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Open Access Highly Accessed Commentary

Body mass index and musculoskeletal pain: is there a connection?

David R Seaman

Author Affiliations

National University of Health Sciences, SPC-Health Education Center, 7200 66th St, Pinellas Park, FL 33781, USA

Chiropractic & Manual Therapies 2013, 21:15  doi:10.1186/2045-709X-21-15

Published: 20 May 2013

Abstract

Background

Back pain is one of the most common complaints that patients report to physicians and two-thirds of the population has an elevated body mass index (BMI), indicating they are either overweight or obese. It was once assumed that extra body weight would stress the low back and lead to pain, however, researchers have reported inconsistencies association between body weight and back pain. In contrast, more recent studies do indicate that an elevated BMI is associated with back pain and other musculoskeletal pain syndromes due to the presence of a chronic systemic inflammatory state, suggesting that the relationship between BMI and musculoskeletal pains be considered in more detail.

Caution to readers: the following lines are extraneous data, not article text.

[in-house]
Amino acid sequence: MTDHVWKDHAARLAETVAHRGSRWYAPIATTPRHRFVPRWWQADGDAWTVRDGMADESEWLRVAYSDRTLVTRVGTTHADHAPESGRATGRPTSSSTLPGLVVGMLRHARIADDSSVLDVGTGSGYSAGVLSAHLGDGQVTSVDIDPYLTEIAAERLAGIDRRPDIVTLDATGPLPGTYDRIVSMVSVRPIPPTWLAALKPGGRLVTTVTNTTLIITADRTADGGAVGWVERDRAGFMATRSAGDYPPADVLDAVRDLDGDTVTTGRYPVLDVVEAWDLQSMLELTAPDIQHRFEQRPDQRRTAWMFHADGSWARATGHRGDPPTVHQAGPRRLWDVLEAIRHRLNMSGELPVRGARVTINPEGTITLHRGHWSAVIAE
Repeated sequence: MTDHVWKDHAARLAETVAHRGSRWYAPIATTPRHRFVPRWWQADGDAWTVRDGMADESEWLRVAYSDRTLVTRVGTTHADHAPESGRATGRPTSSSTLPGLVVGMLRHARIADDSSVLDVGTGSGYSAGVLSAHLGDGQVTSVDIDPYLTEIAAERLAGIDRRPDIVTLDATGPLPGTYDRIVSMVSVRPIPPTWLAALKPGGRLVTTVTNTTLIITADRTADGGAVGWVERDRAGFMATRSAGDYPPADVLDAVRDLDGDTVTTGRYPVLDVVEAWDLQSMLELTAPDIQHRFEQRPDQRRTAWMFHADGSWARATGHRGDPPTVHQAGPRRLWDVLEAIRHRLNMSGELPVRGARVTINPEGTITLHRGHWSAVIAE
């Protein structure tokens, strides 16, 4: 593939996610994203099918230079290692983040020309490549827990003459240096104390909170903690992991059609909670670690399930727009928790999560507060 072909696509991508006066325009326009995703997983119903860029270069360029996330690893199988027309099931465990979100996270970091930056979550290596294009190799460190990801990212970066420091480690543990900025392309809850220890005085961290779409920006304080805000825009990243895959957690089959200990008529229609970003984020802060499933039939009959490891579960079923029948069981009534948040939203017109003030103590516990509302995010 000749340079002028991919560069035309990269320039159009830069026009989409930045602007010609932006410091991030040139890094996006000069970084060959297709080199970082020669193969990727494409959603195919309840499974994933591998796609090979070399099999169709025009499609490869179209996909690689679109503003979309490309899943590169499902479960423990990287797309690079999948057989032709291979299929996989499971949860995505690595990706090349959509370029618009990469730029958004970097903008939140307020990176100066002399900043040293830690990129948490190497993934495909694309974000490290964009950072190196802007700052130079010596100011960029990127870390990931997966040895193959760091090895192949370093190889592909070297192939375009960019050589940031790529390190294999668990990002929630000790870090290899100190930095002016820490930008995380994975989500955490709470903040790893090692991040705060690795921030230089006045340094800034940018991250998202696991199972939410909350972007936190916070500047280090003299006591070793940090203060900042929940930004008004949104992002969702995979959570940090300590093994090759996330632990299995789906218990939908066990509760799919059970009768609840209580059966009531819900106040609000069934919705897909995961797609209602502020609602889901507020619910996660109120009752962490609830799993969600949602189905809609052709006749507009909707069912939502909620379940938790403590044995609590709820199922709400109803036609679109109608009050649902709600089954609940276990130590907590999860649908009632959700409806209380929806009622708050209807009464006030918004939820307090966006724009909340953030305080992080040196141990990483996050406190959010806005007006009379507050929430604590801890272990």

Objective

To describe how an elevated BMI can be associated with chronic systemic inflammation and pain expression. To outline measurable risk factors for chronic inflammation that can be used in clinical practice and discuss basic treatment considerations.

Discussion

Adiposopathy, or “sick fat” syndrome, is a term that refers to an elevated BMI that is associated with a chronic systemic inflammatory state most commonly referred to as the metabolic syndrome. The best available evidence suggests that the presence of adiposopathy determines if an elevated BMI will contribute to musculoskeletal pain expression. It is not uncommon for physicians to fail to identify the presence of adiposopathy/metabolic syndrome.

Conclusion

Patients with an elevated BMI should be further examined to identify inflammatory factors associated with adiposopathy, such as the metabolic syndrome, which may be promoting back pain and other musculoskeletal pain syndromes.

Keywords:
Back pain; Body mass index; Obesity; Metabolic syndrome; Inflammation